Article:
I Came, I Saw

This past week’s Bixby Library writing workshop session freed our associative thinking muscles. Our prompt from last session opened up our minds to unexpected connections and generated a list of imagery that might be used in any number of poems. Several writers who don’t identify as poets created in ten minutes work that sounded a looked an awful lot like poetry. Last night’s session built on that beginning.


First, we read two published poems last night to help inspire us. Both engaged with last week’s prompt and suggested alternative ways to develop and use imagery. First Jill McDonough’s “Path to Nowhere” develops a compelling voice that appears convincingly spontaneous. The stream of conscious grumbling is full of concrete details that texture the world of the speaker’s yard. Repetition and corresponding development of ideas spur the reader forward to the conclusion of the poem. The speaker twists the titular line into significance that dawns slowly. Initial acceptance of the qualifier “nowhere” transforms behind our awareness into “forward” and the significance of every detail of our lives, grudging acceptance that even the “bitch-ass” neighbor textures the speaker’s life.

Charles Simic’s “Seeing Things” uses a structure that echoes our prompt last week. “I came…,” “Saw,” and a list of concrete images create a texture and a vivid set of details. In contrast to the unexpected combinations that came up last week, Simic’s images imply significance in the space between and around details. Excepting the “ailing” light, the details are concrete, and sensory (based on the five senses). Through multiple readings what seems like a list of unconnected imagery builds connections which lead to meaning.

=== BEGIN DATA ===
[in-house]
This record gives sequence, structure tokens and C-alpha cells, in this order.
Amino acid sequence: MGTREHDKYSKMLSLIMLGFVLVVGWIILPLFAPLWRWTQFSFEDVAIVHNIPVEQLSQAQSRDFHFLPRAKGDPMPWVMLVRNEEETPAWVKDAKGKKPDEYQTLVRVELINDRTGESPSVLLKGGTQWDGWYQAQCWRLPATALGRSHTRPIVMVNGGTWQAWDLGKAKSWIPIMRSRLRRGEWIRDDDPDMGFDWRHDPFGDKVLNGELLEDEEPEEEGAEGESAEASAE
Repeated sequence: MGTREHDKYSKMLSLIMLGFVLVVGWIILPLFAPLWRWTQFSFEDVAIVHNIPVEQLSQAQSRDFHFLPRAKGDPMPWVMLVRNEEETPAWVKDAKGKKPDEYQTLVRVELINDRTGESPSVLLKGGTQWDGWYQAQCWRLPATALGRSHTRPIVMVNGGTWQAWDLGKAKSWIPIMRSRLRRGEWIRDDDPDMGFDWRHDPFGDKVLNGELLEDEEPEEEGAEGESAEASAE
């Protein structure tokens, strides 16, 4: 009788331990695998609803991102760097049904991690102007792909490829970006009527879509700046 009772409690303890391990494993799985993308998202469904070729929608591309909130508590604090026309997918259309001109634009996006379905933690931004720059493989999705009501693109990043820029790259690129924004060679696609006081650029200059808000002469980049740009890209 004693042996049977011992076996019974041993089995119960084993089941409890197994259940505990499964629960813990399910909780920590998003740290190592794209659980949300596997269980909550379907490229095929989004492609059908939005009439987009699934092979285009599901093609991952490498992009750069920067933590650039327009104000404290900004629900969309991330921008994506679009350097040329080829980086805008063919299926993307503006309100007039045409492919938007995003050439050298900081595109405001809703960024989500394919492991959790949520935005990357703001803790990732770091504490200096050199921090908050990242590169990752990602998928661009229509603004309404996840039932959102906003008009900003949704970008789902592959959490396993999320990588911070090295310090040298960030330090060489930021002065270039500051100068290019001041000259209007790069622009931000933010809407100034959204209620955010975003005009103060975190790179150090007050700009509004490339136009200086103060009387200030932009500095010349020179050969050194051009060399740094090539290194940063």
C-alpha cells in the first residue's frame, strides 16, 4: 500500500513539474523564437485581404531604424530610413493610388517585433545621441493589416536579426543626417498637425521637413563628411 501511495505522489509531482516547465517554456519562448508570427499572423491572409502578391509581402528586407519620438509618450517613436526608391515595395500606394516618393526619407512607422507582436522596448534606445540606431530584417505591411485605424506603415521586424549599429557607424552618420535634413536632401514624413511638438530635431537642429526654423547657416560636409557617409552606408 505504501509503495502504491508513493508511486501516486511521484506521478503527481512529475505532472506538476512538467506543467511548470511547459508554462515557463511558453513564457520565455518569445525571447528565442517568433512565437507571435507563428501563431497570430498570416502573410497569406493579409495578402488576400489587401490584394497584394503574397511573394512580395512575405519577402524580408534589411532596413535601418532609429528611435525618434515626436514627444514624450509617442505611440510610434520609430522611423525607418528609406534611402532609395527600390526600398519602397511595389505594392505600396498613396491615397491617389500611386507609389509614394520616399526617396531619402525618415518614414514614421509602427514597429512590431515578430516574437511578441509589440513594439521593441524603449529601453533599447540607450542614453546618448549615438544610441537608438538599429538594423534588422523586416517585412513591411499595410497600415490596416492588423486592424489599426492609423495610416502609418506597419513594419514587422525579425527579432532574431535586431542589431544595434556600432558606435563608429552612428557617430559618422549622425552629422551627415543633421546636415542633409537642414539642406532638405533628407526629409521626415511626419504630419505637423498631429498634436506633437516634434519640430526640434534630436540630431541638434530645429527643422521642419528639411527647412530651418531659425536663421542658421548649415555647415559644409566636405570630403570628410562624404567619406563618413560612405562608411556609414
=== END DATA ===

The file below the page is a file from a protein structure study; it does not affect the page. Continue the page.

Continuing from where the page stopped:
Both of these poems use sensory details and the appearance of spontaneity to achieve their goals. Let’s try to mimic that with our writing prompt.


Set your timer for 8-10 minutes. Start with the phrase “I came…” and pick a moment in your memory. Then use the verb forms of your five senses to expand that memory. Use either “I saw…” or “Saw…”, for example to list out concrete, sensory details from that memory. Try a variation (“I heard…” or “Smelled…”), if you get stuck, or repeat the same sense over to build a list like Simic.

For next week, distill that into a poem. Work and rework those details into something that brings that memory alive.